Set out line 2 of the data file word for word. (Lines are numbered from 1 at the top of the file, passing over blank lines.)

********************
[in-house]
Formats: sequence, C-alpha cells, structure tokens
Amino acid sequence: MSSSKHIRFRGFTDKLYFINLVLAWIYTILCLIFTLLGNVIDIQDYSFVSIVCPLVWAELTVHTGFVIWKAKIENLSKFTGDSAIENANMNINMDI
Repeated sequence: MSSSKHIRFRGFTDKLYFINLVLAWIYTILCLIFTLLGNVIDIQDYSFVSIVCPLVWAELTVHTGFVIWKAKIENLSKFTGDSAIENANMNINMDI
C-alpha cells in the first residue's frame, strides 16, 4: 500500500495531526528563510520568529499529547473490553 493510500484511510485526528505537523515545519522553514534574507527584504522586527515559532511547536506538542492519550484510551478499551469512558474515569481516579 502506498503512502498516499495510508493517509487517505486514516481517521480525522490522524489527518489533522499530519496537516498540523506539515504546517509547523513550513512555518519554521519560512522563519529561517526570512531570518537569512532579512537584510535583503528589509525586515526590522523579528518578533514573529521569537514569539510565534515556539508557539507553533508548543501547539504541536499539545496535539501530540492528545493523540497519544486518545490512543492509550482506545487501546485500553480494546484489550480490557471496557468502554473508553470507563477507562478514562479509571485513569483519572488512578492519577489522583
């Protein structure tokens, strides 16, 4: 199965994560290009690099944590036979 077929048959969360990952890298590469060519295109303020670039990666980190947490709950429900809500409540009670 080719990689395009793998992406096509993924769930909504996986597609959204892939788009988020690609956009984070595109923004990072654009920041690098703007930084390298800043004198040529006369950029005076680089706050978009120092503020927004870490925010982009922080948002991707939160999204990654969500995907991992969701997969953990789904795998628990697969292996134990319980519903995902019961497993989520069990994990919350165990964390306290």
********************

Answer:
Formats: sequence, C-alpha cells, structure tokens